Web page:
Data breaches aren’t just becoming more common; they’re also getting costlier. In 2018, the global average cost of a data breach reached $3.86 million, a 6.4% increase over the previous year. Meanwhile, healthcare providers and their business associates are compelled to deal with the highest costs per data breach than any other industry. With the cost of just one stolen healthcare record now standing at $408, up from $380 in 2017, it’s never been more important to get digital security and privacy back under control.
Why are attacks on the rise?
The amount of data being generated is increasing exponentially because businesses and consumers alike have become more reliant on technology. Digital data is now the driving force behind the global economy, which is why it’s caught the attention of cybercriminals looking to exploit more data and more connected devices. Attack surfaces have also expanded greatly with the rise of the Internet of Things (IoT), wearable technology, and smartphones. From a security perspective, this translates into a digital minefield.
Although cyberattacks are rife across all industries, the healthcare sector is one of the most popular targets for criminals. Most people assume that things like stolen payment card information are what criminals are after, but they don’t yield nearly the same level of profit as patient health information (PHI) does. Even just one PHI record can rake in $20,000 in profit, which is 10 times greater than regular identity theft. This is partly because PHI records include data like social security numbers and other sensitive information that can’t simply be changed with a quick phone call or canceled like a credit card.
Another reason why cybercriminals tend to favor healthcare companies is that they’re generally seen as easy targets. Infamous for being underfunded and having outdated support systems and equipment, hackers often have little difficulty finding vulnerabilities that give them easy access to confidential data. Other reasons include underqualified staff who understand little to nothing about digital safety and privacy practices.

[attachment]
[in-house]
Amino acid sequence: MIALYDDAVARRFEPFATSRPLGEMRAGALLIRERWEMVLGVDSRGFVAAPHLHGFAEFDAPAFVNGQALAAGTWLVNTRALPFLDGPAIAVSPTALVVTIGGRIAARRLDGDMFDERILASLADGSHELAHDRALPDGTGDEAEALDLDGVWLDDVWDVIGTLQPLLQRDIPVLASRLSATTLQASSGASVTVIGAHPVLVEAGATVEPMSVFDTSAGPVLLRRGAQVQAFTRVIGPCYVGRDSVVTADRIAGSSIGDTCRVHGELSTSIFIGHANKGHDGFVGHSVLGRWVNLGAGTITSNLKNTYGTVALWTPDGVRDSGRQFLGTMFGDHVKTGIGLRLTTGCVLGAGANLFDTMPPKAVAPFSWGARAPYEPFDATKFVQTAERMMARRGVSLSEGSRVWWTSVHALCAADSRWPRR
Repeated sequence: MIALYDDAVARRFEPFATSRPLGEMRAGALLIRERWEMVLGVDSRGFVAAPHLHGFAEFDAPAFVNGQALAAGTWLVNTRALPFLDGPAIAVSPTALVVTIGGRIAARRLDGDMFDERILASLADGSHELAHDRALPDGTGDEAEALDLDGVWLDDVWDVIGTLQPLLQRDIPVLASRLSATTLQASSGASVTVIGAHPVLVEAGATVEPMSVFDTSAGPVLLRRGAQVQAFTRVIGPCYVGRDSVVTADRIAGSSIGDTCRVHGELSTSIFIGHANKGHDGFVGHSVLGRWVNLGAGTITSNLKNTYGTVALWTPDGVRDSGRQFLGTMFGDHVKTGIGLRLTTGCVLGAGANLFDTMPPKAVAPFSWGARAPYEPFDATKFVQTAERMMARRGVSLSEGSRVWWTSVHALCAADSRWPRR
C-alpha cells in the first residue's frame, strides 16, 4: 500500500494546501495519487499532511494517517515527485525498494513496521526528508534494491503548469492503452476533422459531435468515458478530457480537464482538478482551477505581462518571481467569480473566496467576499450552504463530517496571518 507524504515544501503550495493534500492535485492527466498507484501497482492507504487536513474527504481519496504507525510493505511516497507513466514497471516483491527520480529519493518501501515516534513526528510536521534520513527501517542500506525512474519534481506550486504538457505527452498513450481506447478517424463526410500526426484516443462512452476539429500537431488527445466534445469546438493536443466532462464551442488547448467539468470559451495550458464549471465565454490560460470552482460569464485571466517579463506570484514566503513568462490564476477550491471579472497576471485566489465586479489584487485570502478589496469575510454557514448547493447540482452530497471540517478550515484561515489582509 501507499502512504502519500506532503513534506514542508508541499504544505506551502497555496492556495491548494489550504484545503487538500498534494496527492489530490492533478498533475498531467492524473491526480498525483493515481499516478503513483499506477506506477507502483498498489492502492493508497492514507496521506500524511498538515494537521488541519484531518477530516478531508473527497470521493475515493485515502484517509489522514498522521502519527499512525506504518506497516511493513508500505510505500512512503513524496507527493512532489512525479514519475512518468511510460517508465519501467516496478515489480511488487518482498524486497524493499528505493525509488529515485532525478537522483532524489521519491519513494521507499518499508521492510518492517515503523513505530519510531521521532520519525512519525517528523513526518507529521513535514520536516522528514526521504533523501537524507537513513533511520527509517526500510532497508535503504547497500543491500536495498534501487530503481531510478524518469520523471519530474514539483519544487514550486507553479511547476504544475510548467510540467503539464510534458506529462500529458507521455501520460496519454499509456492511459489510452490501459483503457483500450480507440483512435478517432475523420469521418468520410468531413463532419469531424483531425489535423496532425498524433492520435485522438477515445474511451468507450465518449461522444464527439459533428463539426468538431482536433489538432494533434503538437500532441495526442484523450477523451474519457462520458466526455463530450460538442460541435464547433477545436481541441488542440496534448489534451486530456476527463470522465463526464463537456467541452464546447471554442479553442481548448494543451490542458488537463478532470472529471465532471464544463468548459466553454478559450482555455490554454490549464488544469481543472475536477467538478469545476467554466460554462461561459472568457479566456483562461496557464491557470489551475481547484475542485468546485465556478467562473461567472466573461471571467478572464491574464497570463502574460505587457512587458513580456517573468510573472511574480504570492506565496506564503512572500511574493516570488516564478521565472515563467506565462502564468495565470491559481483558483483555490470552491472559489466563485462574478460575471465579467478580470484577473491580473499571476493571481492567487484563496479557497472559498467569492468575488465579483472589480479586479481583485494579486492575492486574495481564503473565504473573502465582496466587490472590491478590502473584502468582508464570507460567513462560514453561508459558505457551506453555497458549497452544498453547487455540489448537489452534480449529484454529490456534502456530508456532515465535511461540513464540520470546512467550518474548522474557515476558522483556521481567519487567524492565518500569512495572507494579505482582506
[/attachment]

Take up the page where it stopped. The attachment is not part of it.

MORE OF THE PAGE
How can you help stem the tide?
Every organization that handles PHI is legally obliged to adhere to the regulations of the Health Insurance Portability and Accountability Act (HIPAA) and Health Information Technology for Economic and Clinical Health Act (HITECH). Unfortunately, the rules aren’t always very clear on exactly which administrative, physical, and technological safeguards businesses need to take. Organizations broad in their approach due to the constantly evolving nature of the technology environment, which means they need to learn the latest trends and standards. All robust security strategies start with a risk assessment, a regulatory requirement in itself. This involves conducting a thorough analysis of the existing infrastructure, including any potential vulnerabilities, the risks they represent, and the impacts of a breach.
What every healthcare organization needs is a single overarching strategy in which data security and privacy are integral components of their broader technology strategy. Cybersecurity isn’t something you can just tack on later and hope for the best. You need to implement a variety of technological controls, such as round-the-clock monitoring of all systems that store or transmit healthcare data. Other must-have solutions include a multilayered approach to security that includes firewalls, data encryption, intrusion detection and prevention, and antimalware.
Ultimately, protecting PHI isn’t a one-man job. Rather, it takes the entire organization to keep its systems safe, as well as the responsibilities of any third parties. By creating a strong security strategy that involves everyone in your company and creating a culture of awareness and accountability, you’ll be better equipped to stem the rising tide of cyberattacks.
Safebit Solutions provides technology support services to healthcare providers and their associates. Talk to us today to find out more about our comprehensive and tailor-made IT solutions.